CPFL Builds Modern Latrines for Rural Schools

Some town elders of Telemai, other residents beside the newly constructed latrine facilities chat appreciation course for CPfL

-To eradicate open defecation for students attending schools in Lofa

Students attending Yarpuah Public School in Salayea Town, Zorzor District, as well as other students also attending Gorlu Christian City Church in Gbarsue and Gbonyea Public School, over the weekend benefited from a Camp for Peace Liberia (CPL) gesture, which built five new latrines to eradicate open defecation around their respective campuses.

CPL executive director B. Abel Learwellie, informed journalists at his office in Paynesville City that the facilities, which contain three rooms each, were constructed with support from the Australian High Commission.

“Our job is to lobby for support to help improve the lives of our people at all levels, because we are not only involved in nationwide peace education with people of all classes, but we also ensure that people with whom we share thoughts daily are graduating from poor sanitary conditions. Sanitation and hygiene count so much when it comes to maintaining a healthy population,” Learwellie said.

The Telemai Public School in Salayea District and Gbarsue Public School are also beneficiaries of the facilities.

“The Australian High Commission’s direct aid program comes with several measures that include transparency and accountability. This is why when the commission gives you any amount, you are called to contribute your quota in order to get whatever project you applied for successful,” Learwellie said.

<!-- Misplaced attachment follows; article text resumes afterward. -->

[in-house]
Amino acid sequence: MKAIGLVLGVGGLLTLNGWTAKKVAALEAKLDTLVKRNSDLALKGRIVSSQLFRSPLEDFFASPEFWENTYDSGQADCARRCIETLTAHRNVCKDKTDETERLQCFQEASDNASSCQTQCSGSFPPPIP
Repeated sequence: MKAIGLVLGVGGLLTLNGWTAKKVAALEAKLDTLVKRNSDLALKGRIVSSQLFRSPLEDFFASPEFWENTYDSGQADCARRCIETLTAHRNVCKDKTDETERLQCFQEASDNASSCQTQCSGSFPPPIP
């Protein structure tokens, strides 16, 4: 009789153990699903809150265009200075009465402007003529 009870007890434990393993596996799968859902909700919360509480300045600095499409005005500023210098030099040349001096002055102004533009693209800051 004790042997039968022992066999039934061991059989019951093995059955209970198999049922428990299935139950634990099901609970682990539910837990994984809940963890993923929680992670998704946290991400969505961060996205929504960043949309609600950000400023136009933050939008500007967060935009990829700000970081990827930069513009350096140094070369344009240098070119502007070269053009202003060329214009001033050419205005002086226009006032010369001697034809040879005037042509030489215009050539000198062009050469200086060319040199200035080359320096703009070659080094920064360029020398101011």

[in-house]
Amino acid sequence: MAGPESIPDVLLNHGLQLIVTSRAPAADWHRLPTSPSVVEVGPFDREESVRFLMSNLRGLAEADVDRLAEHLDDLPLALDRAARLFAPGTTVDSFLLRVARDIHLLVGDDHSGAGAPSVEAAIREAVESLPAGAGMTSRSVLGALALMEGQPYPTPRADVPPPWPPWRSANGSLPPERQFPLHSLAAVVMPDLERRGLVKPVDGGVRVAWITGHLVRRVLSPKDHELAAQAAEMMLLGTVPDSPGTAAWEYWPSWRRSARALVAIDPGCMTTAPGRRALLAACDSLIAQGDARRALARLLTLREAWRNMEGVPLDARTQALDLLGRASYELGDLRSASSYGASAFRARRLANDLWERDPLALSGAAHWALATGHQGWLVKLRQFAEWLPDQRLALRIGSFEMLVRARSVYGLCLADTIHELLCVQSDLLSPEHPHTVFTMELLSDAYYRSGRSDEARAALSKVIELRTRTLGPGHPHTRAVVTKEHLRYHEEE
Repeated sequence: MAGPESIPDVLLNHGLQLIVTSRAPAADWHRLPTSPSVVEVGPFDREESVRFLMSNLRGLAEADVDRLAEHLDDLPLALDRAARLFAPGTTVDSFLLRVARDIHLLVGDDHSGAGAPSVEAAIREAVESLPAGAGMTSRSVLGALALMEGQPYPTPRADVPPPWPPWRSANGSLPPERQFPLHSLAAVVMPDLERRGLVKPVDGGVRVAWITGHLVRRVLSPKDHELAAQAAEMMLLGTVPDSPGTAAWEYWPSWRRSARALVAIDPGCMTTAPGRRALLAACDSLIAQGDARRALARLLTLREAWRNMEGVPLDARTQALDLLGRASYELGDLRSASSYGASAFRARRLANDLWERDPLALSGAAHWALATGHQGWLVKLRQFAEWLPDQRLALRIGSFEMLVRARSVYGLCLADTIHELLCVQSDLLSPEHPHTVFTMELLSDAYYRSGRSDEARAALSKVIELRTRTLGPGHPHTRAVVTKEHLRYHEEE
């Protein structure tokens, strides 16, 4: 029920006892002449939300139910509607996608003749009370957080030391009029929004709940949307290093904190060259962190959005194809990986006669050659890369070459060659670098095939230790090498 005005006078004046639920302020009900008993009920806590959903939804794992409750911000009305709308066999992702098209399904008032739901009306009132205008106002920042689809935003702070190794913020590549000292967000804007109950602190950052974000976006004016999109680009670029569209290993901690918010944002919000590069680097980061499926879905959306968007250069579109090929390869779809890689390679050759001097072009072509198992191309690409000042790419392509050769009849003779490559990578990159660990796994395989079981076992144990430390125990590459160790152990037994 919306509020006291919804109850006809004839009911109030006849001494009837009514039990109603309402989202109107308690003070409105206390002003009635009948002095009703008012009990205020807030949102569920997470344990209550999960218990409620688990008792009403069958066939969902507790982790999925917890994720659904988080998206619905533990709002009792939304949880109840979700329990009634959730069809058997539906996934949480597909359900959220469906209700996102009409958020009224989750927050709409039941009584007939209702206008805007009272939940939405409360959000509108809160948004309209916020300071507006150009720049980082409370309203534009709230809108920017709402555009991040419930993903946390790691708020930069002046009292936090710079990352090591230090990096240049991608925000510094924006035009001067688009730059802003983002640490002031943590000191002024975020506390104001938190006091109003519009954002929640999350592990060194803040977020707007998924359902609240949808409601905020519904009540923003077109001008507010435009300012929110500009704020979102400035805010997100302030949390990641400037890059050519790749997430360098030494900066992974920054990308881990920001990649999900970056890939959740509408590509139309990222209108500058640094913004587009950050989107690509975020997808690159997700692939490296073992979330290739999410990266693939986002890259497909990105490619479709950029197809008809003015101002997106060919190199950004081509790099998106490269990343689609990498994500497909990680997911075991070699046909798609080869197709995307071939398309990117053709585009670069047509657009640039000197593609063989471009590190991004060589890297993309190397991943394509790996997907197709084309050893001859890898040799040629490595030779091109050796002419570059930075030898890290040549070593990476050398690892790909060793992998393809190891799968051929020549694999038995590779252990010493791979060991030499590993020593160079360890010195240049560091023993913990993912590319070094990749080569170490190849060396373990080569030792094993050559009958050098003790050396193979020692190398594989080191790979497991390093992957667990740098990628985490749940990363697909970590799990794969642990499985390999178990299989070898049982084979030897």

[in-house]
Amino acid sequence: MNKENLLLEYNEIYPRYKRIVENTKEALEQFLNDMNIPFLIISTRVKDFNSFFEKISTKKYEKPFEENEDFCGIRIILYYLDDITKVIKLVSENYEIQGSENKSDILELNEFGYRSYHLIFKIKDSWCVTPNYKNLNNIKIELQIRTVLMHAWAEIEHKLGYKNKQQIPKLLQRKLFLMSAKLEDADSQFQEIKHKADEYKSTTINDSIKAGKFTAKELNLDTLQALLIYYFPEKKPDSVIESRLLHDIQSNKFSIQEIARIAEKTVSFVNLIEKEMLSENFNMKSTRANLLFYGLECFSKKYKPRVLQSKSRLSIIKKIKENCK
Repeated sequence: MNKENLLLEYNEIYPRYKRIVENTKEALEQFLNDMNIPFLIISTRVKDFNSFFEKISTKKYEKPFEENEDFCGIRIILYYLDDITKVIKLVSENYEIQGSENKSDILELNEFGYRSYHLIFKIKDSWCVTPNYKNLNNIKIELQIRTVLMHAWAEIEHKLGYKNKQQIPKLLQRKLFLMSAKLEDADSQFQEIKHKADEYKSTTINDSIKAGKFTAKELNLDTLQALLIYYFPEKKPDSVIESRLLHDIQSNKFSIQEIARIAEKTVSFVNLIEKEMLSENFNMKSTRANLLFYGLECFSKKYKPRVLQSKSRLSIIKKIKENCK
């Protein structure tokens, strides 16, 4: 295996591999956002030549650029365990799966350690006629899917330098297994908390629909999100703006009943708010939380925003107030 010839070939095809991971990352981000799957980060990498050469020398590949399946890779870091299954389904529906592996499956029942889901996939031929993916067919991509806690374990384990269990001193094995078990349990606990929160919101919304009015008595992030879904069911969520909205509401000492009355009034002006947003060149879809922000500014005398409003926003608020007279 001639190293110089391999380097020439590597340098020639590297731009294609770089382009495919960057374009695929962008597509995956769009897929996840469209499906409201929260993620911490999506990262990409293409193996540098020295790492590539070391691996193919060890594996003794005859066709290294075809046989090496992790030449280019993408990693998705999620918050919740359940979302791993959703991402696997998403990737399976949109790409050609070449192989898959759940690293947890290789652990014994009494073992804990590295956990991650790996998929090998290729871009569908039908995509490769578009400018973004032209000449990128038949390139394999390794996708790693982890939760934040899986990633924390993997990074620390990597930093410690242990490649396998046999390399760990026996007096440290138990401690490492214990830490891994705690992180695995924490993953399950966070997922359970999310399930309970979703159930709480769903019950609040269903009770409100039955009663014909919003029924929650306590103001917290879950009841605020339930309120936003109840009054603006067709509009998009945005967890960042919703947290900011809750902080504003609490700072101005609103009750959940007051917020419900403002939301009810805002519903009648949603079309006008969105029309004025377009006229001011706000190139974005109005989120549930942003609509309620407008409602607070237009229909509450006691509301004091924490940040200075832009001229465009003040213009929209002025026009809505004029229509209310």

He put the cost of the project at US$23,000, “but of this amount, my office had to pay US$7,000.”

“We submitted a US$23,000 budget, but the commission gave us US$16,000, which we make available from our little resources, the sum of US$7000 to ensure that the project succeeds for the benefit of our school going children in Lofa,” Learwellie explained.

He recalled how he got connected with the Australian High Commission when he was a fellow at the U.S. State Department program, the “Mandela Washington Fellowship Program.”

Learwellie said the timeline for the project was set for February to October 2019, but because of the full support from the locals, it was completed in the first week of this September 2019.

“We installed new commodes to avoid digging pit latrines, because our children, their teachers and others, who pass by can now feel comfortable using better facilities,” Lerwellie said.

He adding, “Now is the responsibility of the school administrators, students and the locals to take good care of the facilities.”

“It is for them, and so we thought to educate them that they should provide local materials, because this is how the Australian High Commission works with its partners. Everybody does something to contribute to change. No absolute free money neither other gifts,” Learwellie said.

Apart from the Lofa project, he said other rural counties will benefit when funds are available.

Camp for Peace Liberia is also involved in vocational training, and non-violence and peace education across the country.

David S. Menjor is a Liberian journalist whose work, mainly in the print media has given so much meaning to the world of balanced and credible mass communication. David is married and interestingly he is also knowledgeable in the area of education since he has received some primary teacher training from the Kakata Rural Teacher Training Institute (KRTTI). David, after leaving Radio Five, a broadcast media outlet, in 2016, he took on the challenge to venture into the print media affairs with the Dailly Observer Newspaper. Since then he has created his own enviable space. He is a student at the University of Liberia.


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